Lori Niehaus '18 (at right) delivers meals to Holy Cross Hospital.
For Lori Niehaus ’18, food and community are inextricably linked.
During a Fulbright teaching assistantship in Malaysia last year, the former biology and international studies major bonded with local families by sharing meals in their homes. Now, as co-founder of Feed the Front Line Chicago, she’s helping restaurants in her home state stay afloat while delivering food to essential workers.
The transition from teaching in a remote village to running a nonprofit in the U.S. didn’t happen overnight, but it came close. After finishing her Fulbright grant in November, Niehaus spent three months traveling before returning to her parents’ home in February to plot her next move. A month later, the coronavirus pandemic swept the midwest, leading the city of Chicago to shut down all non-essential businesses, including restaurants.
Amid the chaos, Niehaus noticed an Instagram post by a Fulbright friend in Houston, Texas who was purchasing food from local restaurants and delivering it to healthcare workers. Inspiration struck.
“I wasn't really doing anything because I hadn't started applying for jobs yet, and I realized I had the time and resources to put into a project,” she said. “So I threw up an Instagram post and made a GoFundMe, and then 24 hours later, I got a text from some other Fulbright people in our program who are in the Chicago area as well, saying they wanted to get involved. Three of us just started building it up and figuring out where we wanted to go with it.”
The mission of Feed the Front Line Chicago is simple: support local restaurants by purchasing meals to go; support essential workers by delivering meals to them. Executing that mission, as Niehaus and her colleagues quickly discovered, was more difficult.
“The first few weeks were crazy,” Niehaus recalled. “We were making a hundred phone calls every day and then getting in our cars and driving all over the city. It was pretty chaotic and definitely not sustainable.”
After some initial growing pains, however, the team has hit their stride. Volunteers are now in charge of picking up and delivering food, freeing up Niehaus and a staff of 12 to handle logistics and fundraising. The organization has become adept at identifying “pockets of need”—corners of the city where help has been slow to arrive.
“We noticed that there wasn’t a lot of support or resources going into certain communities, especially in areas like the south and west sides of Chicago,” Niehaus said. “We've been looking online, calling hospitals and other recipient centers and seeing if they've been receiving support and donations, and if they haven't, adding them to our list.”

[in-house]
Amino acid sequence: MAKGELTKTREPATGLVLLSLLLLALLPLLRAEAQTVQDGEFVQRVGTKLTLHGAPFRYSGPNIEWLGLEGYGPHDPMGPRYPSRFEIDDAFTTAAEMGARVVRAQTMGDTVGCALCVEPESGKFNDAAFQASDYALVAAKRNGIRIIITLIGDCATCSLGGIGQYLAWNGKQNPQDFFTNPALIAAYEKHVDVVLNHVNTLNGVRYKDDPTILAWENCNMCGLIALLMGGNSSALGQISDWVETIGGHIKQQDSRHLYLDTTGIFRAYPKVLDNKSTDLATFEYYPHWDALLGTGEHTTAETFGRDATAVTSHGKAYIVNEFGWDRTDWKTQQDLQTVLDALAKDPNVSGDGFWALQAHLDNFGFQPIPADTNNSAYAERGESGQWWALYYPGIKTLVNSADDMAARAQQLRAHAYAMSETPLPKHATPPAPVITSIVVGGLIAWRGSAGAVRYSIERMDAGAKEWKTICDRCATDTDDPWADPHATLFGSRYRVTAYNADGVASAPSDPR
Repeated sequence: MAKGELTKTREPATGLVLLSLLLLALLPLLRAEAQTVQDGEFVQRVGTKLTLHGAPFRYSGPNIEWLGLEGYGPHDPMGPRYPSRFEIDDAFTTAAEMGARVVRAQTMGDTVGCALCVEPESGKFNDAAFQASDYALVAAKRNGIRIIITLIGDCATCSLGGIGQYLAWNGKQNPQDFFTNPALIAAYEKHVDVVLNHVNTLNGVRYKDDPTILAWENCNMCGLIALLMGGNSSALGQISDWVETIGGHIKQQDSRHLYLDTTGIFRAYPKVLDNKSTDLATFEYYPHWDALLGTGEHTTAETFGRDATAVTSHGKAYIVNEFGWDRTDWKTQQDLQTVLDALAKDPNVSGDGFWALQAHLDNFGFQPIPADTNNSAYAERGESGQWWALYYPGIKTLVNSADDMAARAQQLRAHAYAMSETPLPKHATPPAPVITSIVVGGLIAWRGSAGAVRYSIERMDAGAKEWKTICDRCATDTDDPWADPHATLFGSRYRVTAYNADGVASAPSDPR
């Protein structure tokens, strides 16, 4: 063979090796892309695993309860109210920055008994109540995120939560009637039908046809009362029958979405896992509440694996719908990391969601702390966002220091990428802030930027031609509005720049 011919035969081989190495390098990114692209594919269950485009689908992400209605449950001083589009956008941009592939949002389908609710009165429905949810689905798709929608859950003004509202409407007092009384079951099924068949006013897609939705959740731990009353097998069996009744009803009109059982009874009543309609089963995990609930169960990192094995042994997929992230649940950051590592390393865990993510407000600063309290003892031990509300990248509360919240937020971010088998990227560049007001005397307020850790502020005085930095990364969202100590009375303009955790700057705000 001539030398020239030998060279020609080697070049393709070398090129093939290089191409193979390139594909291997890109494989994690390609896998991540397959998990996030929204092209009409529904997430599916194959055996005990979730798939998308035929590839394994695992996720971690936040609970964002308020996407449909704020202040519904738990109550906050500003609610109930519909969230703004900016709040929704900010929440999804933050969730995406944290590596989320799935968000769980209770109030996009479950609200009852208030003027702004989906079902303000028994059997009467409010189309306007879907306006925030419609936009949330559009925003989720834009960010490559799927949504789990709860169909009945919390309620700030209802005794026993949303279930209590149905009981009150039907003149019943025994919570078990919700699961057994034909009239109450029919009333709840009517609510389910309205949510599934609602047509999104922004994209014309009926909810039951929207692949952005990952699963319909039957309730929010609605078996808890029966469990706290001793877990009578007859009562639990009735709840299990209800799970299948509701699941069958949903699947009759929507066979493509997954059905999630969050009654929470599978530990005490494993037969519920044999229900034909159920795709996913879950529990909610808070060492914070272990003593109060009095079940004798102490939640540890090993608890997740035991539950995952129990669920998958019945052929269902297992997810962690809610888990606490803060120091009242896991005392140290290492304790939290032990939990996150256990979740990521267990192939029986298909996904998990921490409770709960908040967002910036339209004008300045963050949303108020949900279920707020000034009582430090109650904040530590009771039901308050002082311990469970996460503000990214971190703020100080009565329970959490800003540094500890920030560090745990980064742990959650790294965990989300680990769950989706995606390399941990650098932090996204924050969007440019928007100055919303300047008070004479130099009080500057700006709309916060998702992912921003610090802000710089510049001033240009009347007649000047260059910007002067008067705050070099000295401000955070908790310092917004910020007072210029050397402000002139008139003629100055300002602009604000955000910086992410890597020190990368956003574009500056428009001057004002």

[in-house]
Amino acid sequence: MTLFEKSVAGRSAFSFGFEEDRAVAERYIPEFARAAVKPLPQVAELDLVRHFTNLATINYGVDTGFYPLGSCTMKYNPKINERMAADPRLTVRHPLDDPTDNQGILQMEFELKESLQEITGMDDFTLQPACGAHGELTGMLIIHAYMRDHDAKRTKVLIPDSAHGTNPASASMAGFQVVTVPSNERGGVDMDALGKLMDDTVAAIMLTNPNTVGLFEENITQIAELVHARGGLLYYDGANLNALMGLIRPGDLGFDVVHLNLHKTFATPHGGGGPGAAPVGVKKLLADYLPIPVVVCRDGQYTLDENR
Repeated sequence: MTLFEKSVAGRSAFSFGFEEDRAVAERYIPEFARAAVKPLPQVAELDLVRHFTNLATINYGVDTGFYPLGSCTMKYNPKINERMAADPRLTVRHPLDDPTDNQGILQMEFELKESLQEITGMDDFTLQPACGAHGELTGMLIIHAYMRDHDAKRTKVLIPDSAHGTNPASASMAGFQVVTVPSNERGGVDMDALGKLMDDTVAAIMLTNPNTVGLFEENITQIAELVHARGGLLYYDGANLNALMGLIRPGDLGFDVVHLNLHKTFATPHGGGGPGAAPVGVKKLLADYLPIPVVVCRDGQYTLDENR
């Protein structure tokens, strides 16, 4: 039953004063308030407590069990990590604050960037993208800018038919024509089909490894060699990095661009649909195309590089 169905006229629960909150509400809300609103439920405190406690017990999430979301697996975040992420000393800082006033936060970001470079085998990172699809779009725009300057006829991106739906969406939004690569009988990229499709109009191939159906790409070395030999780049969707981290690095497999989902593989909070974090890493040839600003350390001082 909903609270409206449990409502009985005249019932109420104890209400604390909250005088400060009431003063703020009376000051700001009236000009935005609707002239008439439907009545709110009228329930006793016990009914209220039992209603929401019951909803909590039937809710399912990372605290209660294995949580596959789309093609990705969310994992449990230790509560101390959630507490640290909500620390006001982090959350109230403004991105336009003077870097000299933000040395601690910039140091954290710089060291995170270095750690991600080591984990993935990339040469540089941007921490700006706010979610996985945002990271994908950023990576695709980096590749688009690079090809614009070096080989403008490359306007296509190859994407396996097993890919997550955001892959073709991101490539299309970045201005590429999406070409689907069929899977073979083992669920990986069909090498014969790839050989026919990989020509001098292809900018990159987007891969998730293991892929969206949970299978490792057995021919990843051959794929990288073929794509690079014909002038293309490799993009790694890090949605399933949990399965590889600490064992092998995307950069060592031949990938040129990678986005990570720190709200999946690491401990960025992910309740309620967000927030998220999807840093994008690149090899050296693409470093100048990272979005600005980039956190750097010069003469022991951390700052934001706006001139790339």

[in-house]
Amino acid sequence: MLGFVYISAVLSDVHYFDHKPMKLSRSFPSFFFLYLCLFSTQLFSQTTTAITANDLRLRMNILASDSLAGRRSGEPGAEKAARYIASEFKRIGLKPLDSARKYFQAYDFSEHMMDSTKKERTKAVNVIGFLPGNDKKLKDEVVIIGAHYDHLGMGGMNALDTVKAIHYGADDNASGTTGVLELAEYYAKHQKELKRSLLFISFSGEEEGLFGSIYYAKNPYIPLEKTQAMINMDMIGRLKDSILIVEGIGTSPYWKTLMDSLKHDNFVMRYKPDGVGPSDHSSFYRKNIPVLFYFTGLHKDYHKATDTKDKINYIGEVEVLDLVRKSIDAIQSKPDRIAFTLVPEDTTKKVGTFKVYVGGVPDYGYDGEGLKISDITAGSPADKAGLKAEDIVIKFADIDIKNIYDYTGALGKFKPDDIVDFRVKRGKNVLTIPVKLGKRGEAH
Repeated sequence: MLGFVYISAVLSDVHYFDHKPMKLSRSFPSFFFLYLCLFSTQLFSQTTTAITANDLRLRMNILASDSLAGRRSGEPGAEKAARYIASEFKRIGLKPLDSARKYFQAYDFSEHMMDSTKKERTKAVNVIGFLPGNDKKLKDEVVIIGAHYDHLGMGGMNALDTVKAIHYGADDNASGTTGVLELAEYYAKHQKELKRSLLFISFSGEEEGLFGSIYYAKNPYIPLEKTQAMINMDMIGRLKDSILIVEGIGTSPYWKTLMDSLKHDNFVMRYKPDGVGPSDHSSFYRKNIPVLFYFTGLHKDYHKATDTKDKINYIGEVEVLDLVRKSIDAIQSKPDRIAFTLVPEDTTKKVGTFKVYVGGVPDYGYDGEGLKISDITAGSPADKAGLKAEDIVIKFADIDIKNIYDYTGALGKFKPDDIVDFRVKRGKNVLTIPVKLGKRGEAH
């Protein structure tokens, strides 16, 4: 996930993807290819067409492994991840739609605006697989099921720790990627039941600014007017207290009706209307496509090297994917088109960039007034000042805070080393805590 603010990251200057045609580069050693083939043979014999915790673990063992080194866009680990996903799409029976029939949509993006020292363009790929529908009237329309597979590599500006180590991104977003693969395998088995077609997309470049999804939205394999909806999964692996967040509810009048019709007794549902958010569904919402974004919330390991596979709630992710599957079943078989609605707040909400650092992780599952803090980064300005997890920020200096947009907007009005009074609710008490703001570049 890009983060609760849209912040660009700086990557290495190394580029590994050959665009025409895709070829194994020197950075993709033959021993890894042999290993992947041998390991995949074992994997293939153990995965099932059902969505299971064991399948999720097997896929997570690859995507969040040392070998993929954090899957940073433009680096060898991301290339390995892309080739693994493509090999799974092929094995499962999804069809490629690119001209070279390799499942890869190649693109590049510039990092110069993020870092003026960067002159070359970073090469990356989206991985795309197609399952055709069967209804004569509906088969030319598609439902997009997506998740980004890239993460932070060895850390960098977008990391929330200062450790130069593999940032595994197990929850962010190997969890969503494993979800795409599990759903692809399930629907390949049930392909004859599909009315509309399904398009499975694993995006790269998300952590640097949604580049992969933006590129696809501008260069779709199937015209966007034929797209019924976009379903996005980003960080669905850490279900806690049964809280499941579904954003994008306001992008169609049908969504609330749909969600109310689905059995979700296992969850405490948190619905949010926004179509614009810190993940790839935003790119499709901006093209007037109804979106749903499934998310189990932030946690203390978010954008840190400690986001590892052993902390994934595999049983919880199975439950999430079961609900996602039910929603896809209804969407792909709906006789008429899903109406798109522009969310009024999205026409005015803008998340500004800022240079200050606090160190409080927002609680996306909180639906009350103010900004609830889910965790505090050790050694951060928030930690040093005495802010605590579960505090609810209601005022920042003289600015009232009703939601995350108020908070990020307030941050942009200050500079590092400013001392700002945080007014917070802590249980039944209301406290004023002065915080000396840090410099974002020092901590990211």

And while the “front line” in the nonprofit’s name initially referred to healthcare workers, the team has begun delivering meals to pharmacy workers, nursing home employees, and staff at COVID-19 test sites. Recently, they brought bags of restaurant meals to employees at a local Walmart.
“It varies week to week,” said Niehaus. “We’re staying flexible with our mission and figuring out how we can really make an impact on the communities that need it the most.”
As its operations have evolved, Feed the Front Line Chicago has maintained a steady stream of support, raising more than $40,000 in two months. By mid-May, just over 3,700 meals had been delivered to frontline workers, supporting 96 restaurants in the process. A large boost in numbers came after the organization hosted a virtual benefit concert on its Facebook page featuring performances by Tim McGraw and Avril Lavigne.
Strength in numbers
Dollars raised as of May 11, 2020
Meals delivered to frontline workers
Local restaurants supported
Niehaus never anticipated starting and running a nonprofit after graduation—in September, she plans to pursue a graduate degree in epidemiology—but her commitment to giving back was strengthened during her time at Boston College. She cites her coursework as well as her involvement in GlobeMed, a public health and social justice club on campus, with teaching the importance of conversation and partnership in building community.
Feed the Front Line has given her an opportunity to put those learnings into practice every day, while taking action at a time when many feel helpless.
“One of my BC courses taught us that whatever context you’re living in, you can still do something,” she said. “I have a tendency toward fatalism or cynicism, but lifting myself out of that and focusing on the practical ways that I can do something, that I can support others, that's something I’ve carried with me in this work.”
Alix Hackett | University Communications | May 2020